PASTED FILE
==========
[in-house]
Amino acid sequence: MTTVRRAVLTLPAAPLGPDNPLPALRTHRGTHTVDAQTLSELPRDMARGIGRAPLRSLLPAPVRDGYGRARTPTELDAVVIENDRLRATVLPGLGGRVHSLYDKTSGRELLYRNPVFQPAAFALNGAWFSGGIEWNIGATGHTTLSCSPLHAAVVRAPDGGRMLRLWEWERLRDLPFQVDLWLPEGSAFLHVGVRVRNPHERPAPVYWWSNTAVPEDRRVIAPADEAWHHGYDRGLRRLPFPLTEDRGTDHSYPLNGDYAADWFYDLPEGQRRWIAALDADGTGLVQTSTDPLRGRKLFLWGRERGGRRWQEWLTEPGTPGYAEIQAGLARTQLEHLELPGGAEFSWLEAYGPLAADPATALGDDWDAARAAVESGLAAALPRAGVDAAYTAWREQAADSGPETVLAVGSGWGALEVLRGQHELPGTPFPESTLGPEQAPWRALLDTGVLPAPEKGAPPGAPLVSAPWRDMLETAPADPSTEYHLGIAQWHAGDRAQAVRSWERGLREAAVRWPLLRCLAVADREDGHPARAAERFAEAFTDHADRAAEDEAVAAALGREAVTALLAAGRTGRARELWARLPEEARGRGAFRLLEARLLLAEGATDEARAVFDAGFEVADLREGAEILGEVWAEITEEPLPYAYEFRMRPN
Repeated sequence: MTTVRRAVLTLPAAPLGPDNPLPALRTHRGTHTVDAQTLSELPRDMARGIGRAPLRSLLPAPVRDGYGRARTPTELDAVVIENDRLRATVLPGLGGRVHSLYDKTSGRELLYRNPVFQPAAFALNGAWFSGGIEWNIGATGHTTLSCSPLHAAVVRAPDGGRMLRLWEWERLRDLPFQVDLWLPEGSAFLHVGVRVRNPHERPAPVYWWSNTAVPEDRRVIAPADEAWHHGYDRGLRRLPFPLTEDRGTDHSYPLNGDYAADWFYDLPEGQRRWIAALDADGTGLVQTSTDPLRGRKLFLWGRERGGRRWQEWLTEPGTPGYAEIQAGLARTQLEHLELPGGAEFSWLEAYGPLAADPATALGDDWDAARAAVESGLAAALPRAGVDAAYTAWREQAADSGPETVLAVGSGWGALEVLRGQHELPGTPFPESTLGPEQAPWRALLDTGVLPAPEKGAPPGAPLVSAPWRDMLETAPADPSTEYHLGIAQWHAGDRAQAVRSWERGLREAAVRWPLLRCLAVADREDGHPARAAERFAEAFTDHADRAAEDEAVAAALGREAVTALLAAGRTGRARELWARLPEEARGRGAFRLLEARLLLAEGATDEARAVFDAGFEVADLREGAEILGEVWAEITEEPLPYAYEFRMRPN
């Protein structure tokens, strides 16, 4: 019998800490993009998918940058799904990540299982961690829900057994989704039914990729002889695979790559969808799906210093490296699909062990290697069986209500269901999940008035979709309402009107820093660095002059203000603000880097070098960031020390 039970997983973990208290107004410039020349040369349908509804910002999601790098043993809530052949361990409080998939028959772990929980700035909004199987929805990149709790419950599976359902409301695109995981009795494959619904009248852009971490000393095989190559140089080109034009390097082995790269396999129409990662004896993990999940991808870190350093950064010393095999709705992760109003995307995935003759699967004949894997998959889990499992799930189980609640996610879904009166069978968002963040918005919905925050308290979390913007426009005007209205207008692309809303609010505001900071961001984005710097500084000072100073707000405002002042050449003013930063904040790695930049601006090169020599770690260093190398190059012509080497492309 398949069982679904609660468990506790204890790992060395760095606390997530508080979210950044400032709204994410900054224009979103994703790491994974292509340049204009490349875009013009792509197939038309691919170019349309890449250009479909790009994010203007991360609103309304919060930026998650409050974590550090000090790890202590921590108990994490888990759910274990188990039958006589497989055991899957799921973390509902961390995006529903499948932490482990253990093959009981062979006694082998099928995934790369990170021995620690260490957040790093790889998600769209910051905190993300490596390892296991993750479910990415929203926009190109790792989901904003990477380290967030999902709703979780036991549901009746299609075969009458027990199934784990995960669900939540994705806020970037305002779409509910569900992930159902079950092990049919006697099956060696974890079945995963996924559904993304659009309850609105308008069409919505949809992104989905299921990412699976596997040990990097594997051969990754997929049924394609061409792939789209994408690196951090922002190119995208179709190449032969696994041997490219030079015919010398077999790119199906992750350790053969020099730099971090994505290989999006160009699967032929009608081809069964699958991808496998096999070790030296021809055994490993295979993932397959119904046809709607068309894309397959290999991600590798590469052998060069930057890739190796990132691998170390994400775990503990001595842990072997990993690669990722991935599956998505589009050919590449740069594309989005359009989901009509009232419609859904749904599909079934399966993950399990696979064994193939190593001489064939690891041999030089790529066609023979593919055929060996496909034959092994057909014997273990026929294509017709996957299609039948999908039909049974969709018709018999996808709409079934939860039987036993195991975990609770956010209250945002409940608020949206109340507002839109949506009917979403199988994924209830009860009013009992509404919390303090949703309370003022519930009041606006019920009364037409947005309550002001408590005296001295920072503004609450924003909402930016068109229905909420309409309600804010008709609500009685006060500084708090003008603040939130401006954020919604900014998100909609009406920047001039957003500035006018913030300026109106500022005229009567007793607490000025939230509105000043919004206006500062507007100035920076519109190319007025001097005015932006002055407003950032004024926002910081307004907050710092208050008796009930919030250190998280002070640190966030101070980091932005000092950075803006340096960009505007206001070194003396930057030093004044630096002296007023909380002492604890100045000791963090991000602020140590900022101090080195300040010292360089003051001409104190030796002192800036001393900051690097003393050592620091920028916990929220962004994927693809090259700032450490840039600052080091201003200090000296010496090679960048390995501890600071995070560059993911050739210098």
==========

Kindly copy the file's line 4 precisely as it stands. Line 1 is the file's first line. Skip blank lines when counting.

């Protein structure tokens, strides 16, 4: 019998800490993009998918940058799904990540299982961690829900057994989704039914990729002889695979790559969808799906210093490296699909062990290697069986209500269901999940008035979709309402009107820093660095002059203000603000880097070098960031020390 039970997983973990208290107004410039020349040369349908509804910002999601790098043993809530052949361990409080998939028959772990929980700035909004199987929805990149709790419950599976359902409301695109995981009795494959619904009248852009971490000393095989190559140089080109034009390097082995790269396999129409990662004896993990999940991808870190350093950064010393095999709705992760109003995307995935003759699967004949894997998959889990499992799930189980609640996610879904009166069978968002963040918005919905925050308290979390913007426009005007209205207008692309809303609010505001900071961001984005710097500084000072100073707000405002002042050449003013930063904040790695930049601006090169020599770690260093190398190059012509080497492309 398949069982679904609660468990506790204890790992060395760095606390997530508080979210950044400032709204994410900054224009979103994703790491994974292509340049204009490349875009013009792509197939038309691919170019349309890449250009479909790009994010203007991360609103309304919060930026998650409050974590550090000090790890202590921590108990994490888990759910274990188990039958006589497989055991899957799921973390509902961390995006529903499948932490482990253990093959009981062979006694082998099928995934790369990170021995620690260490957040790093790889998600769209910051905190993300490596390892296991993750479910990415929203926009190109790792989901904003990477380290967030999902709703979780036991549901009746299609075969009458027990199934784990995960669900939540994705806020970037305002779409509910569900992930159902079950092990049919006697099956060696974890079945995963996924559904993304659009309850609105308008069409919505949809992104989905299921990412699976596997040990990097594997051969990754997929049924394609061409792939789209994408690196951090922002190119995208179709190449032969696994041997490219030079015919010398077999790119199906992750350790053969020099730099971090994505290989999006160009699967032929009608081809069964699958991808496998096999070790030296021809055994490993295979993932397959119904046809709607068309894309397959290999991600590798590469052998060069930057890739190796990132691998170390994400775990503990001595842990072997990993690669990722991935599956998505589009050919590449740069594309989005359009989901009509009232419609859904749904599909079934399966993950399990696979064994193939190593001489064939690891041999030089790529066609023979593919055929060996496909034959092994057909014997273990026929294509017709996957299609039948999908039909049974969709018709018999996808709409079934939860039987036993195991975990609770956010209250945002409940608020949206109340507002839109949506009917979403199988994924209830009860009013009992509404919390303090949703309370003022519930009041606006019920009364037409947005309550002001408590005296001295920072503004609450924003909402930016068109229905909420309409309600804010008709609500009685006060500084708090003008603040939130401006954020919604900014998100909609009406920047001039957003500035006018913030300026109106500022005229009567007793607490000025939230509105000043919004206006500062507007100035920076519109190319007025001097005015932006002055407003950032004024926002910081307004907050710092208050008796009930919030250190998280002070640190966030101070980091932005000092950075803006340096960009505007206001070194003396930057030093004044630096002296007023909380002492604890100045000791963090991000602020140590900022101090080195300040010292360089003051001409104190030796002192800036001393900051690097003393050592620091920028916990929220962004994927693809090259700032450490840039600052080091201003200090000296010496090679960048390995501890600071995070560059993911050739210098």